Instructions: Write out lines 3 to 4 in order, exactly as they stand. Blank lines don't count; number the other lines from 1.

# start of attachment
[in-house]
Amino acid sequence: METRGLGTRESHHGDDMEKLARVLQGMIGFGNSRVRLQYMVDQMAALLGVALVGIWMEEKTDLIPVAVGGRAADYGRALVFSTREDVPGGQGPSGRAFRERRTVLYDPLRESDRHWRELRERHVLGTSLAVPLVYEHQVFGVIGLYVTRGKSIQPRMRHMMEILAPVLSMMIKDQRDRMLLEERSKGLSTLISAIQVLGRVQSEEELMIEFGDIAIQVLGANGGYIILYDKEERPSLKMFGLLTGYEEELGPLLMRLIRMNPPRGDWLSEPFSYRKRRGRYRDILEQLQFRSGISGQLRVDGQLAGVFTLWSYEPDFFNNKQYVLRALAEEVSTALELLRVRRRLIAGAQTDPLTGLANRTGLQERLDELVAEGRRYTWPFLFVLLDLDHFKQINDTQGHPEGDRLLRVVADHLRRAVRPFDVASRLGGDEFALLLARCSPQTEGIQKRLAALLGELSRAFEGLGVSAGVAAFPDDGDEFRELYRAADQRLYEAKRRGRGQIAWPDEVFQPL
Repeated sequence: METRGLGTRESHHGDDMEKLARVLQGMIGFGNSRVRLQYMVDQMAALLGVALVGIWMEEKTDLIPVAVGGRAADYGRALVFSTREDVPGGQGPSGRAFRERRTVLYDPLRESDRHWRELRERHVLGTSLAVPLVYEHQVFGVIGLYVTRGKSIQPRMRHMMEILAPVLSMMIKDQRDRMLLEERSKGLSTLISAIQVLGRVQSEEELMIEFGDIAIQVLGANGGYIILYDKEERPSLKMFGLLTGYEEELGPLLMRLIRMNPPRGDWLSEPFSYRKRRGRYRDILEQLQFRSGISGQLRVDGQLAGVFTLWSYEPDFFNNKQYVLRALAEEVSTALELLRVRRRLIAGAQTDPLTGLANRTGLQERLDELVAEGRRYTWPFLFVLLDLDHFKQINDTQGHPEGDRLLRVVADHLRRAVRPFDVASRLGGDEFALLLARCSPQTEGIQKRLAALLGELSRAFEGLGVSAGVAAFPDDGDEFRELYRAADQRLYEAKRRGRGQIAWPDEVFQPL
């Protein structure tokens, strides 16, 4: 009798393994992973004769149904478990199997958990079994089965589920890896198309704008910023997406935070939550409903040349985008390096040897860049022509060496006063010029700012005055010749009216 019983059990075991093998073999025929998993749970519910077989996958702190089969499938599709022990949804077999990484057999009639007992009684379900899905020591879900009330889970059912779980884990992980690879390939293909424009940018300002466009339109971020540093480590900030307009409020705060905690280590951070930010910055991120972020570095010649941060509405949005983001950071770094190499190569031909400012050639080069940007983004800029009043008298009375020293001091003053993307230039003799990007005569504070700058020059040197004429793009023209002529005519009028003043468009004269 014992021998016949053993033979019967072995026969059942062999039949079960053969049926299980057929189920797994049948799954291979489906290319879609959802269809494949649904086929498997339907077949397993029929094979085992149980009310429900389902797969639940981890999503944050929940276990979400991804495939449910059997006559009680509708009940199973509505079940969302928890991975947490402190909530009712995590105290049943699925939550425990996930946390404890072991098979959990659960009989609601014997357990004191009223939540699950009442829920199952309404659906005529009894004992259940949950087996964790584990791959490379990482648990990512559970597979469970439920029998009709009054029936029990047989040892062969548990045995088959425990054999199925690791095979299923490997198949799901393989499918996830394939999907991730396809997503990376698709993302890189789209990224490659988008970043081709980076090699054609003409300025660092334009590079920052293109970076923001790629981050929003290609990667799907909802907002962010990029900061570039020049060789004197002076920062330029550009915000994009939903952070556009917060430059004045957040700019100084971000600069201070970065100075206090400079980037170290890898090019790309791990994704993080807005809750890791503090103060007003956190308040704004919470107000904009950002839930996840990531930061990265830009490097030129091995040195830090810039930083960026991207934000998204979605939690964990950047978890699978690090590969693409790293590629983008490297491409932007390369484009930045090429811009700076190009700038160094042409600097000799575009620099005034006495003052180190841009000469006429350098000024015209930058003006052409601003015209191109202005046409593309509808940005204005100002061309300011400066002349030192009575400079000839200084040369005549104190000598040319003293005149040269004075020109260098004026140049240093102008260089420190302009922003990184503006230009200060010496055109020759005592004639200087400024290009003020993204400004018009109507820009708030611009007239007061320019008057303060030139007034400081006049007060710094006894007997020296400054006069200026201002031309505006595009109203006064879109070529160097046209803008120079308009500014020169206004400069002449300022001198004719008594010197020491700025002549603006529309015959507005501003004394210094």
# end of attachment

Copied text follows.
Repeated sequence: METRGLGTRESHHGDDMEKLARVLQGMIGFGNSRVRLQYMVDQMAALLGVALVGIWMEEKTDLIPVAVGGRAADYGRALVFSTREDVPGGQGPSGRAFRERRTVLYDPLRESDRHWRELRERHVLGTSLAVPLVYEHQVFGVIGLYVTRGKSIQPRMRHMMEILAPVLSMMIKDQRDRMLLEERSKGLSTLISAIQVLGRVQSEEELMIEFGDIAIQVLGANGGYIILYDKEERPSLKMFGLLTGYEEELGPLLMRLIRMNPPRGDWLSEPFSYRKRRGRYRDILEQLQFRSGISGQLRVDGQLAGVFTLWSYEPDFFNNKQYVLRALAEEVSTALELLRVRRRLIAGAQTDPLTGLANRTGLQERLDELVAEGRRYTWPFLFVLLDLDHFKQINDTQGHPEGDRLLRVVADHLRRAVRPFDVASRLGGDEFALLLARCSPQTEGIQKRLAALLGELSRAFEGLGVSAGVAAFPDDGDEFRELYRAADQRLYEAKRRGRGQIAWPDEVFQPL
């Protein structure tokens, strides 16, 4: 009798393994992973004769149904478990199997958990079994089965589920890896198309704008910023997406935070939550409903040349985008390096040897860049022509060496006063010029700012005055010749009216 019983059990075991093998073999025929998993749970519910077989996958702190089969499938599709022990949804077999990484057999009639007992009684379900899905020591879900009330889970059912779980884990992980690879390939293909424009940018300002466009339109971020540093480590900030307009409020705060905690280590951070930010910055991120972020570095010649941060509405949005983001950071770094190499190569031909400012050639080069940007983004800029009043008298009375020293001091003053993307230039003799990007005569504070700058020059040197004429793009023209002529005519009028003043468009004269 014992021998016949053993033979019967072995026969059942062999039949079960053969049926299980057929189920797994049948799954291979489906290319879609959802269809494949649904086929498997339907077949397993029929094979085992149980009310429900389902797969639940981890999503944050929940276990979400991804495939449910059997006559009680509708009940199973509505079940969302928890991975947490402190909530009712995590105290049943699925939550425990996930946390404890072991098979959990659960009989609601014997357990004191009223939540699950009442829920199952309404659906005529009894004992259940949950087996964790584990791959490379990482648990990512559970597979469970439920029998009709009054029936029990047989040892062969548990045995088959425990054999199925690791095979299923490997198949799901393989499918996830394939999907991730396809997503990376698709993302890189789209990224490659988008970043081709980076090699054609003409300025660092334009590079920052293109970076923001790629981050929003290609990667799907909802907002962010990029900061570039020049060789004197002076920062330029550009915000994009939903952070556009917060430059004045957040700019100084971000600069201070970065100075206090400079980037170290890898090019790309791990994704993080807005809750890791503090103060007003956190308040704004919470107000904009950002839930996840990531930061990265830009490097030129091995040195830090810039930083960026991207934000998204979605939690964990950047978890699978690090590969693409790293590629983008490297491409932007390369484009930045090429811009700076190009700038160094042409600097000799575009620099005034006495003052180190841009000469006429350098000024015209930058003006052409601003015209191109202005046409593309509808940005204005100002061309300011400066002349030192009575400079000839200084040369005549104190000598040319003293005149040269004075020109260098004026140049240093102008260089420190302009922003990184503006230009200060010496055109020759005592004639200087400024290009003020993204400004018009109507820009708030611009007239007061320019008057303060030139007034400081006049007060710094006894007997020296400054006069200026201002031309505006595009109203006064879109070529160097046209803008120079308009500014020169206004400069002449300022001198004719008594010197020491700025002549603006529309015959507005501003004394210094």